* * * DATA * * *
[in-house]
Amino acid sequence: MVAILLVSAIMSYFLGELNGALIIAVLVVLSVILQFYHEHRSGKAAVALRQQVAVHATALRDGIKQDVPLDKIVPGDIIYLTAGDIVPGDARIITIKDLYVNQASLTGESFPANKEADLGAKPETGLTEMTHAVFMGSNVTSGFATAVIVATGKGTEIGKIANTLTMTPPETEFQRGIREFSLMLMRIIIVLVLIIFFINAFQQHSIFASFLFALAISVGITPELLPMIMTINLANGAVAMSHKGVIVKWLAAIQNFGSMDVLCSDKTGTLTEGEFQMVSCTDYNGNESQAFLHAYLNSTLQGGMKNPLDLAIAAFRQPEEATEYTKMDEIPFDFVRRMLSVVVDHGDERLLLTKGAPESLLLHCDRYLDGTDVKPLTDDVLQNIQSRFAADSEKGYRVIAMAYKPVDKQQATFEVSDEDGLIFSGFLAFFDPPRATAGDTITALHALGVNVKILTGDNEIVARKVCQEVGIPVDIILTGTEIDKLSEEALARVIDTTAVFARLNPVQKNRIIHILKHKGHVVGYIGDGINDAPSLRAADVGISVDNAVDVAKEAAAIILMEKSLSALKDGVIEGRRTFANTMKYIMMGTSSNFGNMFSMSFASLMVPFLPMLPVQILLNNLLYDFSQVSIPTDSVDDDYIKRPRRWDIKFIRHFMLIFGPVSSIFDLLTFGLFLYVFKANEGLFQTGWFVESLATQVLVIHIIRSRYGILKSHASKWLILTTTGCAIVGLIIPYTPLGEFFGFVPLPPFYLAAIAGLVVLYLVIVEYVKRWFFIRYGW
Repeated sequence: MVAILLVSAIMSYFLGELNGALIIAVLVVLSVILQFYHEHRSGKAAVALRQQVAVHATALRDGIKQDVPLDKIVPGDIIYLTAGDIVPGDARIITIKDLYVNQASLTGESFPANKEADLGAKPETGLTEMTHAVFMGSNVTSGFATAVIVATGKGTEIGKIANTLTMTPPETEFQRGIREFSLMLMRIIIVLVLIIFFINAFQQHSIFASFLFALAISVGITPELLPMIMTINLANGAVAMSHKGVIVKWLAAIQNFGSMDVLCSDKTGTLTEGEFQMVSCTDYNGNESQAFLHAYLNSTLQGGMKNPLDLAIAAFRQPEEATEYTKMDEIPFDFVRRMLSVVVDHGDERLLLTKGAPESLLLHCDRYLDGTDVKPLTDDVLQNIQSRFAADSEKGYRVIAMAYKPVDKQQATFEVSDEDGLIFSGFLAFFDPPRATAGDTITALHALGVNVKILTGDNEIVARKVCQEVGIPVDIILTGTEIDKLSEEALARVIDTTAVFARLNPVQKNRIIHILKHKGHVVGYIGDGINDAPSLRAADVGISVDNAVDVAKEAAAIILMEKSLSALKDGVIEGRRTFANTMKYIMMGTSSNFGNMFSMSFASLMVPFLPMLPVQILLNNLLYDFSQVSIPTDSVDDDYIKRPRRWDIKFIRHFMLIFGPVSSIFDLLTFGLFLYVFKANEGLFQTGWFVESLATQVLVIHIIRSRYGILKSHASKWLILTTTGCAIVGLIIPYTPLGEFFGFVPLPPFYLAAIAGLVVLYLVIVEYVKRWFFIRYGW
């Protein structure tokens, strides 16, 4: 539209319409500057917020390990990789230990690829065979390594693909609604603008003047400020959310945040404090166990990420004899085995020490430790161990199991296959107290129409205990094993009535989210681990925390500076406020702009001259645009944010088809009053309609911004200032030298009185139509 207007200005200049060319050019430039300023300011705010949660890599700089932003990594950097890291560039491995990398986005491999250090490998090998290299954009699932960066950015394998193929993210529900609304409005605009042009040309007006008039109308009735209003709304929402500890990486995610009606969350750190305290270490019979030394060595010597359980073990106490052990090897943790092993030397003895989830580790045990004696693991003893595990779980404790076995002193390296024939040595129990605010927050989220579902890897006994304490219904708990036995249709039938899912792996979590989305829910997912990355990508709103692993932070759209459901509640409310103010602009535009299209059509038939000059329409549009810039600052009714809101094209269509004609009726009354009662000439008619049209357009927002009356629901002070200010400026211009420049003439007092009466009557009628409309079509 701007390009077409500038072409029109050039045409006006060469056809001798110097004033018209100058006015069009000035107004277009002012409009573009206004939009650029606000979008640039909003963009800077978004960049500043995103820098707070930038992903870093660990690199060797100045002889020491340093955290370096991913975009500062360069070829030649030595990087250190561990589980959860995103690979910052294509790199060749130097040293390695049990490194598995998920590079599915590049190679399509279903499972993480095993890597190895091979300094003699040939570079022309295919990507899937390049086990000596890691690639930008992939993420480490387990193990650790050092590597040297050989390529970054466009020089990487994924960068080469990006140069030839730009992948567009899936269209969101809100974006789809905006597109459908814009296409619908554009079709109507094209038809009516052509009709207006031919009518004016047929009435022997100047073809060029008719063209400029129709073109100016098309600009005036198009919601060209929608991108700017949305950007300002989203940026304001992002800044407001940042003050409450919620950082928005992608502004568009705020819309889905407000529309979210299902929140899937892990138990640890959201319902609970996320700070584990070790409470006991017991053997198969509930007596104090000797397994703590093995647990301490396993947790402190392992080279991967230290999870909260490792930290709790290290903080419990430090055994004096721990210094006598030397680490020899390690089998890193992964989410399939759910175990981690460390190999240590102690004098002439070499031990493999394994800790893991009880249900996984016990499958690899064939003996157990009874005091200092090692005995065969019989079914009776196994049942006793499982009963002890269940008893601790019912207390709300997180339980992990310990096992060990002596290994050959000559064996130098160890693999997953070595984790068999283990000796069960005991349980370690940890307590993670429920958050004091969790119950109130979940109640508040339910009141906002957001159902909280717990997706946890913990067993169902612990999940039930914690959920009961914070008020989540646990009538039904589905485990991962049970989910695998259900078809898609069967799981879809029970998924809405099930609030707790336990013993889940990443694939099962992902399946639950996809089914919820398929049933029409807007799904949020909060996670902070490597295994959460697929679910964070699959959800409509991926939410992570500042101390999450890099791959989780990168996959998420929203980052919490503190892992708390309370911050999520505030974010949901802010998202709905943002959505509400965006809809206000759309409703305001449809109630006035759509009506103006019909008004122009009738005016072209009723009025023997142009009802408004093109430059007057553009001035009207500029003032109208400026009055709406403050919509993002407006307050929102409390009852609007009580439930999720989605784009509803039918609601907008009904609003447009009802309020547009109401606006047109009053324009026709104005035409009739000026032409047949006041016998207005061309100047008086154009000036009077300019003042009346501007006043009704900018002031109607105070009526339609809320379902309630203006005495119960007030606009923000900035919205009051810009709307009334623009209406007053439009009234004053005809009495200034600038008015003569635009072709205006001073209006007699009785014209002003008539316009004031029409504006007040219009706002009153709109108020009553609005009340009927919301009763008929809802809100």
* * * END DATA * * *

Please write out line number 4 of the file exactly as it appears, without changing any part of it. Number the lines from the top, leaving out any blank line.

């Protein structure tokens, strides 16, 4: 539209319409500057917020390990990789230990690829065979390594693909609604603008003047400020959310945040404090166990990420004899085995020490430790161990199991296959107290129409205990094993009535989210681990925390500076406020702009001259645009944010088809009053309609911004200032030298009185139509 207007200005200049060319050019430039300023300011705010949660890599700089932003990594950097890291560039491995990398986005491999250090490998090998290299954009699932960066950015394998193929993210529900609304409005605009042009040309007006008039109308009735209003709304929402500890990486995610009606969350750190305290270490019979030394060595010597359980073990106490052990090897943790092993030397003895989830580790045990004696693991003893595990779980404790076995002193390296024939040595129990605010927050989220579902890897006994304490219904708990036995249709039938899912792996979590989305829910997912990355990508709103692993932070759209459901509640409310103010602009535009299209059509038939000059329409549009810039600052009714809101094209269509004609009726009354009662000439008619049209357009927002009356629901002070200010400026211009420049003439007092009466009557009628409309079509 701007390009077409500038072409029109050039045409006006060469056809001798110097004033018209100058006015069009000035107004277009002012409009573009206004939009650029606000979008640039909003963009800077978004960049500043995103820098707070930038992903870093660990690199060797100045002889020491340093955290370096991913975009500062360069070829030649030595990087250190561990589980959860995103690979910052294509790199060749130097040293390695049990490194598995998920590079599915590049190679399509279903499972993480095993890597190895091979300094003699040939570079022309295919990507899937390049086990000596890691690639930008992939993420480490387990193990650790050092590597040297050989390529970054466009020089990487994924960068080469990006140069030839730009992948567009899936269209969101809100974006789809905006597109459908814009296409619908554009079709109507094209038809009516052509009709207006031919009518004016047929009435022997100047073809060029008719063209400029129709073109100016098309600009005036198009919601060209929608991108700017949305950007300002989203940026304001992002800044407001940042003050409450919620950082928005992608502004568009705020819309889905407000529309979210299902929140899937892990138990640890959201319902609970996320700070584990070790409470006991017991053997198969509930007596104090000797397994703590093995647990301490396993947790402190392992080279991967230290999870909260490792930290709790290290903080419990430090055994004096721990210094006598030397680490020899390690089998890193992964989410399939759910175990981690460390190999240590102690004098002439070499031990493999394994800790893991009880249900996984016990499958690899064939003996157990009874005091200092090692005995065969019989079914009776196994049942006793499982009963002890269940008893601790019912207390709300997180339980992990310990096992060990002596290994050959000559064996130098160890693999997953070595984790068999283990000796069960005991349980370690940890307590993670429920958050004091969790119950109130979940109640508040339910009141906002957001159902909280717990997706946890913990067993169902612990999940039930914690959920009961914070008020989540646990009538039904589905485990991962049970989910695998259900078809898609069967799981879809029970998924809405099930609030707790336990013993889940990443694939099962992902399946639950996809089914919820398929049933029409807007799904949020909060996670902070490597295994959460697929679910964070699959959800409509991926939410992570500042101390999450890099791959989780990168996959998420929203980052919490503190892992708390309370911050999520505030974010949901802010998202709905943002959505509400965006809809206000759309409703305001449809109630006035759509009506103006019909008004122009009738005016072209009723009025023997142009009802408004093109430059007057553009001035009207500029003032109208400026009055709406403050919509993002407006307050929102409390009852609007009580439930999720989605784009509803039918609601907008009904609003447009009802309020547009109401606006047109009053324009026709104005035409009739000026032409047949006041016998207005061309100047008086154009000036009077300019003042009346501007006043009704900018002031109607105070009526339609809320379902309630203006005495119960007030606009923000900035919205009051810009709307009334623009209406007053439009009234004053005809009495200034600038008015003569635009072709205006001073209006007699009785014209002003008539316009004031029409504006007040219009706002009153709109108020009553609005009340009927919301009763008929809802809100």